As youngsters, my sister (then known as Tina) and I would often go fishing at the weekend with our step-father Harry and step-brother Pete. On match days we’d sit and watch them fish but if it was a family outing, Mum would come along to keep an eye on us and we’d be allowed to cast our own lines and try to catch a few fish ourselves.
They were the happiest days of my childhood.
I loved the ritual of preparation. Mum packed our lunchboxes with enough sandwiches and cake to feed a small army while Pete and Harry boiled wheat and hempseed for bait; sprinkled tins of maggots with fresh sawdust; mixed and bagged groundbait; oiled reels and checked lines; tied various sizes of spade-ended hooks to fine leaders; attached lead weights to swim-feeders; and sorted floats by colour, size, and buoyancy.
In the evening, we would pack our gear into an old green Bedford van so we could get away early the next morning and drive to the venue before dawn. When the alarm went off, Tina and I crawled out of our beds, dressed in the dark, and climbed into the back of the van where we wedged ourselves among the half a dozen cushions that were scattered on the bare metal floor, and settled down for the journey.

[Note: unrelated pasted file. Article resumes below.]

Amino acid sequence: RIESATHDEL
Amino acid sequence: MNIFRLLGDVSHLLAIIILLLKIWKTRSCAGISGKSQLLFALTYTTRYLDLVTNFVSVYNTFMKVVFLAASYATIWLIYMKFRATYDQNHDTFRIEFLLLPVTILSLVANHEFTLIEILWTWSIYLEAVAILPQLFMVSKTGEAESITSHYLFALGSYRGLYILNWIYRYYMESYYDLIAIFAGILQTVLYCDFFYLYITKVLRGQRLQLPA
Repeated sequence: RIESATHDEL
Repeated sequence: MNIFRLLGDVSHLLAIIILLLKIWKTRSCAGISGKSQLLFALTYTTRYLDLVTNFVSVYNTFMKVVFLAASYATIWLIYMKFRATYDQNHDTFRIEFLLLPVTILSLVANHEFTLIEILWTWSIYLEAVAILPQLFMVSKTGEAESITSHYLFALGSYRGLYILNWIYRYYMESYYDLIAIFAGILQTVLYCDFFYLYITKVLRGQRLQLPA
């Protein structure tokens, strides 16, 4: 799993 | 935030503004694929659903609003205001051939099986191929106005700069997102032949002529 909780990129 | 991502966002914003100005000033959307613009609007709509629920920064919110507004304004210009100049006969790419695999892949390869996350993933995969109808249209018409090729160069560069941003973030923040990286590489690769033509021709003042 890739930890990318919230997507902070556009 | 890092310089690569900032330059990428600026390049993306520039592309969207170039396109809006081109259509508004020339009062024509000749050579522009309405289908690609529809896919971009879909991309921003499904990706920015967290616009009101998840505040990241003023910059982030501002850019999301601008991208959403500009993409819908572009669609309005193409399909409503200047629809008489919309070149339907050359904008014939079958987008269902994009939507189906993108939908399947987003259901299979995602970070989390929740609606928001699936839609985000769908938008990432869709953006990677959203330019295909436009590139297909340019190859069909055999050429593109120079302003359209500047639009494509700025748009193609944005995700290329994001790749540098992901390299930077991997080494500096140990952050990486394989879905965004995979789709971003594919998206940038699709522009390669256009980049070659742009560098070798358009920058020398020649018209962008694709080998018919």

As the sun rose, Tina and I craned our necks to look through the windscreen between the heads and shoulders of the three adults sitting on the bench seat in front of us. We had the crucial task of magpie spotting and we knew that the success of our entire expedition depended on our dedication and keen eyesight.
Single magpies were the problem; they brought bad luck. Pairs and groups could be ignored but if we encountered a lone magpie, the magic words Good morning Mr. Magpie. How’s your wife today? had to be yelled in unison by everyone in the van in order to avert the disaster of slack lines and empty nets.
50 years later, I rarely go fishing and I’m not superstitious by nature but I still find myself saying the same words out loud whenever I see a solitary magpie. Nursery rhymes didn’t really figure in my childhood and I had no idea why single magpies were thought to be unlucky. In fact, it makes me smile to think that until quite recently I believed that this esoteric knowledge was a family secret, handed down from one generation to the next.
For some reason, I woke up late this morning with the first two lines of the nursery rhyme going round in my head, as if they had come from a dream. The words prompted the memory of our family fishing trips and, as I pondered their meaning, they also seemed to speak a deeper truth about life and love.
One for sorrow,
Two for joy.
Of course, not all pairings are joyful and we can be happy on our own, but right now it’s the shared adventure of being and becoming a couple that most excites and delights me.
One for sorrow,
Two for joy,
Three for a girl,
Four for a boy,
Five for silver,
Six for gold,
Seven for a secret,
Never to be told.
Eight for a wish,
Nine for a kiss,
Ten for a bird,
You must not miss.